As the saying goes, you catch more flies (which are bugs) with Honey than with Vinegar. The 'honey' here is your willingness to learn about life on their side of the table. I guarantee that if you approach a group of developers with the problems you encounter while doing this exercise, you'll receive no end of advice. You can also use your experience to frame questions about the system under test: "I notice this alert comes up in the browser when I enter in invalid information. How is that different from my little application?" These are the kinds of questions I asked developers. Just remember to ask when it is convenient for them. I always walk away with more knowledge and more questions. Which leads me to...
Mind Map your journey.
Create a mind map. In the middle, enter in the task of creating that Windows application. Before you start trying to figure out coding, try to articulate your confusion and frustration. Create nodes that encapsulate your questions: "What is a Windows application?", "Why do I hear so much about, 'Hello World'?" As you find answers, add them as nodes of the question itself. But you're not done because that answer should have created several new questions for you. Add them and repeat. Download this mind mapping program if you must.
As testers, ours is not only a journey of questioning things, but in finding out the answers to those questions. If someone plops down a huge system for you to test, how are you going to tackle it? The question is always antecedent to the approach. So if you don't know, find out and track the way(s) in which you found out. Like watering holes in the desert, there will be places you perennially come back to for answers. Where are they? You won't find them unless you go looking for them.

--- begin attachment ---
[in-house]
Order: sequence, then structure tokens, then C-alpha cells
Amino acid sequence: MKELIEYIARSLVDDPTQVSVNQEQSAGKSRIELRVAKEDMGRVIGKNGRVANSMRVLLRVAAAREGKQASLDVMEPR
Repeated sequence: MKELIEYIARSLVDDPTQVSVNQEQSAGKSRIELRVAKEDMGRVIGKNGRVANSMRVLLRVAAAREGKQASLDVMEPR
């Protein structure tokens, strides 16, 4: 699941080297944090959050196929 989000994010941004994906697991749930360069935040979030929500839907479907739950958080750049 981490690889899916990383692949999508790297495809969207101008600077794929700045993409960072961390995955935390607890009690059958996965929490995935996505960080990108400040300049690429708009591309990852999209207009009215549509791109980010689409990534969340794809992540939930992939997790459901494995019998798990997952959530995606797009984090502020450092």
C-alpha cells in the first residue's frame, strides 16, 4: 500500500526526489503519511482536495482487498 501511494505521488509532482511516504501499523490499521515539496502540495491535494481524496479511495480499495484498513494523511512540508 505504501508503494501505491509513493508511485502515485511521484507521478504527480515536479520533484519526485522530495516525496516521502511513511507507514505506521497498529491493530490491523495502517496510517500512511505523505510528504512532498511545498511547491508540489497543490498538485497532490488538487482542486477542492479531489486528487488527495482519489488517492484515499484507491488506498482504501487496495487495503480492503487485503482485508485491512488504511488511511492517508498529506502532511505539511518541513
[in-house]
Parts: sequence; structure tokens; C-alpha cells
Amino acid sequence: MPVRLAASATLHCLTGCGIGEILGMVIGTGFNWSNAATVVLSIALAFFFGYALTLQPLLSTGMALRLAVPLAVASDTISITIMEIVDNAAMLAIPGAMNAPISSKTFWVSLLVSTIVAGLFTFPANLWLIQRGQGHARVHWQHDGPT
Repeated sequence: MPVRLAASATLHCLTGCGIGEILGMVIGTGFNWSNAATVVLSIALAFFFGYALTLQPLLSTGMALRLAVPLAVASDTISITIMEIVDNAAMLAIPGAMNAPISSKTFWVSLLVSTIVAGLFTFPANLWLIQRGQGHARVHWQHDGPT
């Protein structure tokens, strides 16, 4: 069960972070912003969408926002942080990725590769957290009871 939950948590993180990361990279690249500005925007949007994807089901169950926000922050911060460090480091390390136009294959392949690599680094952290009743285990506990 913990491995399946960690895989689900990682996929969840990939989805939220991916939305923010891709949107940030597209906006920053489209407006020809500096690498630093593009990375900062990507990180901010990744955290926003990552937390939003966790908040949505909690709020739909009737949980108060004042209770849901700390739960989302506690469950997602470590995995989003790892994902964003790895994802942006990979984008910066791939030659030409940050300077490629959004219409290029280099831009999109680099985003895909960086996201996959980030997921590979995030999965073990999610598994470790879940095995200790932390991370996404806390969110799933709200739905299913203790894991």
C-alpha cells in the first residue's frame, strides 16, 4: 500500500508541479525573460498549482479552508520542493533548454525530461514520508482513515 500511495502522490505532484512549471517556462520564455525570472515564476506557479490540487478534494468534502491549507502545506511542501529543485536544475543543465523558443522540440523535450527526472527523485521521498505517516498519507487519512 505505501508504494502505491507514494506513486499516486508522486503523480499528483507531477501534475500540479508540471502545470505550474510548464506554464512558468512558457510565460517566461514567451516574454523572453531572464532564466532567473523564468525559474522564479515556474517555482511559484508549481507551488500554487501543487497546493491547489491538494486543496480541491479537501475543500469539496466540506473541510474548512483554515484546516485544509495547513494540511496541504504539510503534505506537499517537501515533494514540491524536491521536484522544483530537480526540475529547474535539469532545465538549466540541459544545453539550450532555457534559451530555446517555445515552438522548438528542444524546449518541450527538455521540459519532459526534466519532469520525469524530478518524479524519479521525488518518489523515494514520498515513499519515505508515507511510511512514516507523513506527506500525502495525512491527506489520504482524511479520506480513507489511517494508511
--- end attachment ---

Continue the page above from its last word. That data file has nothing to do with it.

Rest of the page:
Brush up on your Google-Fu
Learn to ask questions in different ways, including how to ask them in a Google query. Remove extraneous words. Group the related terms together to eliminate false positive results. Reduce the results to a certain domain, a certain file type, within a certain period of time. This ability can greatly improve the signal-to-noise ratio.
Don't brush up on your Google-Fu
Send that query out without all the constraints mentioned above. Misspell a word. Ungroup terms. Expand the time frame. Select a result from page 10, not page 1. Select the LAST result. You will be surprised by how much you uncover in the journey. Bob Ross called them happy little accidents. I cannot tell you how many discoveries I made on the way to answer a completely DIFFERENT question. In fact, most of the downloads on this page are result of another train of thought.
Now, you've downloaded Microsoft C# 2008 Express and written your program. Go ahead and set up a new, small project for yourself and see it through to completion. Use TDD,BDD, NUnit or MbUnit. (What do all those terms mean? You don't seriously expect me to answer it for you, do you?) You will have gained more knowledge of how to view the internals of the system. These internals are not only the constituent bits that comprise the application, but the human processes around their creation. Knowing these processes can guide your questions later on. No, you're not developer level but you are CONVERSANT. Being conversant means being able to have a conversation, and conversations lead to questions which lead to discoveries which leads to...
Have fun playing with the tools. Just don't start/stop there.